Orthodoxy has sometimes been accused by Western theologians of having a quasi-Pelagian view of sin, while the Western tradition has been criticized for embracing a morally objectionable notion of inherited guilt. Whatever the accuracy of those criticisms, both traditions agree that we need God’s grace to move from sin to blessedness, and deny that we are capable of living morally acceptable lives independently of God.
I think this is true, and it occurred to me after reading this that one problem with original-sin discussions is that they tend to confuse the peripherals with the main point. What Lee said is the essence; the business about whether it started with Adam or Satan, or whether it gets transmitted through sexual intercourse (!) is just so much human theorizing. Although Paul, like everyone else in the New Testament, never uses the term “original sin”, you can see how he used the idea of universal fallenness and God’s grace in a pastoral way before all the theorizing developed.
First of all, he uses it to make sense of the apostles’ extraordinary experience of Jesus. He points out that if people’s imperfect attempts at virtue were really enough, God would never have had a reason to come to earth, die horribly and rise again. After all, giving moral advice from on high was old hat for God, so surely he didn’t go through all that just to dispense still more moral advice. Secondly, he employs the idea to get people to stop feeling superior to each other. All have fallen short, he insists, so even if you follow God 80% of the time you don’t have a right to look down on somebody who follows him 20% of the time.
Underlying Paul’s advice was the early church’s conflict between gentiles and Jews; and one thing it achieved pastorally was that it tackled the “virtuous pagan” problem. It could explain why Jews and Greeks both needed grace, much though both their cultures produced fine works of piety and truth. (One interesting feature of this book was that Wilken credited Origen, who usually gets a pretty bad rap, with being one of the first to acknowledge the goodness of Greek philosophy while explaining that the philosophers still need Jesus.)
I was thinking about this after reading Telford’s post about seeing Desmond Tutu. Telford found Tutu inspiring in many ways, but was very upset to hear him say that “God is not a Christian,” because “who can look at the Dalai Lama and say his prayer and his holiness is something God will reject?” Telford gives a rock-ribbed Protestant response:
Thanks be to God for Desmond Tutu and the mighty works done through him in South Africa. My life will never remotely compare to his. But if he thinks the godliness of a Dalai Lama or a Desmond Tutu or (God forbid) a Telford Work will justify any of us, if he thinks the prayers or spirituality or deep thoughts of even the holiest of us will be acceptable to God on their own, if he thinks that Jesus’ good news doesn’t need to be taught because all these other good things are already all around us â€“ then the Archbishop Emeritus is teaching another gospel. He is a prophet of justification by works.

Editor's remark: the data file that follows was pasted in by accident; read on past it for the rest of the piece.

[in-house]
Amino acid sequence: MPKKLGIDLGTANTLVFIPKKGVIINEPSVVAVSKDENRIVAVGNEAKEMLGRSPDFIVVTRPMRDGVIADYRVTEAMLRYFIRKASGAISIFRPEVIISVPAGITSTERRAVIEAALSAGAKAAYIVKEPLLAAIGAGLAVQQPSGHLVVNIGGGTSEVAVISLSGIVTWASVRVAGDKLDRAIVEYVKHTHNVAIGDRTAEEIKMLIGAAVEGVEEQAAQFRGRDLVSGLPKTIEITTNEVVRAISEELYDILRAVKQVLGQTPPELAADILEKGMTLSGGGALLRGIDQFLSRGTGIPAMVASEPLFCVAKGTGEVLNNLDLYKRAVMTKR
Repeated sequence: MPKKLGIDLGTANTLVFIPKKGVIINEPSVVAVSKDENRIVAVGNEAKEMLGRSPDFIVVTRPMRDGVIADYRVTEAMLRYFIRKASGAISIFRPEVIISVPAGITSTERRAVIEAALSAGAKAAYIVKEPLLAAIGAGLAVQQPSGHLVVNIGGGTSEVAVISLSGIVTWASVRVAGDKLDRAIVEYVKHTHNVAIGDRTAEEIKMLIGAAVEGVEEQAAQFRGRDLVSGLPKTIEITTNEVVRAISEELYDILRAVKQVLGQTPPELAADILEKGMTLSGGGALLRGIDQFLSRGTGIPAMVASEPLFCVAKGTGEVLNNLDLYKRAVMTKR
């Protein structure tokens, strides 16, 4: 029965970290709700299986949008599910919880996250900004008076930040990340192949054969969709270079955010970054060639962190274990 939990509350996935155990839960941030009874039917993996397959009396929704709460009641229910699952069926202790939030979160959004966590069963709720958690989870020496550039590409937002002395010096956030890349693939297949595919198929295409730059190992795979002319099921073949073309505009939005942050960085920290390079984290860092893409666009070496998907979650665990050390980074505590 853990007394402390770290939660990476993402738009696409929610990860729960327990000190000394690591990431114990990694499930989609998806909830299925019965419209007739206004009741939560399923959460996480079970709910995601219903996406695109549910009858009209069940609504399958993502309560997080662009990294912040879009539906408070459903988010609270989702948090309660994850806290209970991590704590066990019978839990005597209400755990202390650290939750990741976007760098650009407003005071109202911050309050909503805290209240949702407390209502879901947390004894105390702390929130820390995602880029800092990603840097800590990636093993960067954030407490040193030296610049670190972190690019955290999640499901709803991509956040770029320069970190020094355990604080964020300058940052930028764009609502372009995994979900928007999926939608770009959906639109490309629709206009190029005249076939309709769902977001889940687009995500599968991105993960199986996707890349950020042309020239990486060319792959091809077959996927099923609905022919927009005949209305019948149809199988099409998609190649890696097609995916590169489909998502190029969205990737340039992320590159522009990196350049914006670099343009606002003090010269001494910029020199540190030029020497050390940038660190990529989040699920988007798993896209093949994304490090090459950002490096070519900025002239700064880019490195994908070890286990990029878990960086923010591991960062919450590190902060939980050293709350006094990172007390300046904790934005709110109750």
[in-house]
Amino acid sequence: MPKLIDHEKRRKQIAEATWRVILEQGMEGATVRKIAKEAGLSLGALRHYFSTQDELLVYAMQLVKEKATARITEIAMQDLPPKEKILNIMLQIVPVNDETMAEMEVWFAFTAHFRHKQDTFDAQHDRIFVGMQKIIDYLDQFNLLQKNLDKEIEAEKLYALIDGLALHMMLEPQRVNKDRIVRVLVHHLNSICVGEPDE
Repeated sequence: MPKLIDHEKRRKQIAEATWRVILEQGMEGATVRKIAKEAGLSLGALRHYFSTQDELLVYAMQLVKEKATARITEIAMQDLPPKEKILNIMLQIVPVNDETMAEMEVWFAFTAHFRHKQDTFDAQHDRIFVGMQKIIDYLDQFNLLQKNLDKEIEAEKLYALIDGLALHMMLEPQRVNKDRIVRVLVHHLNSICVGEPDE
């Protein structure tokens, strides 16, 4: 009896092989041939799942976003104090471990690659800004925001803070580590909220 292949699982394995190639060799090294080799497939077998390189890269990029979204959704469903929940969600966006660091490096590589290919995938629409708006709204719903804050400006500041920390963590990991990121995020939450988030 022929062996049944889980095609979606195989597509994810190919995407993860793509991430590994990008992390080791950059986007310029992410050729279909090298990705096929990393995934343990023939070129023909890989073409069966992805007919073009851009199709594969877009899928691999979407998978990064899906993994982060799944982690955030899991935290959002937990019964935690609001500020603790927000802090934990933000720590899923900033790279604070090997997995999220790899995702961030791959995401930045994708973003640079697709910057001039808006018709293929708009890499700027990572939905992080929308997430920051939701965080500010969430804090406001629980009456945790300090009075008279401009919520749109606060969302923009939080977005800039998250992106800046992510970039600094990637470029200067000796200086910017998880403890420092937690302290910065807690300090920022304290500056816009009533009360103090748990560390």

The connection to original sin becomes more apparent in the interview Telford links to:
I mean, you don’t have to believe in God to know that loving is better than hating. We are trying to remind them that all of us are fundamentally good. The aberration is the bad person. God is not upset that Gandhi was not a Christian, because God is not a Christian!
The phrase “all of us are fundamentally good”, like “children are born innocent”, is one of those lines whose Christian validity depends on how far you take it. To the extent that everyone is a child of God, it’s true. But what to make of those “aberrant” bad people? Where does their evil come from? To what extent do “good” people share a responsibility for it? In this interview at least, it’s not clear to me what Tutu believes about that.
It seems to me that one reason this subject is so difficult is that it involves a rather delicate balancing act. On the one hand, overemphasizing the goodness of people can fail to deal effectively with their badness. On the other hand, overemphasizing people’s depravity can make loving your neighbor nearly impossible. Justification by faith alone can turn salvation into an arbitrary business, detached from moral behavior; justification by works alone sets people with the unbearable task of saving themselves.
I think that the “good, but fallen” definition of humanity is an attempt to carve out the middle space, however people push it this way or that. I noticed that on the point about justification, Ware also took a middle path:
Even in a fallen world man still retains some knowledge of God and can enter by grace into communion with him. There are many saints in the pages of the Old Testament, men and women such as Abraham and Sarah, Joseph and Moses, Elijah and Jeremiah; and outside the Chosen People of Israel there are figures such as Socrates who not only taught the truth but lived it. Yet it remains true that human sin — the original sin of Adam, compounded by the personal sins of each succeeding generation — has set a gulf between God and man such that man by his own efforts could not bridge.
In a way, I don’t think this denigrates Desmond Tutu or the Dalai Lama so much as it further elevates God. After all, if being as good as those guys are still falls short of God’s glory, that’s a pretty impressive glory.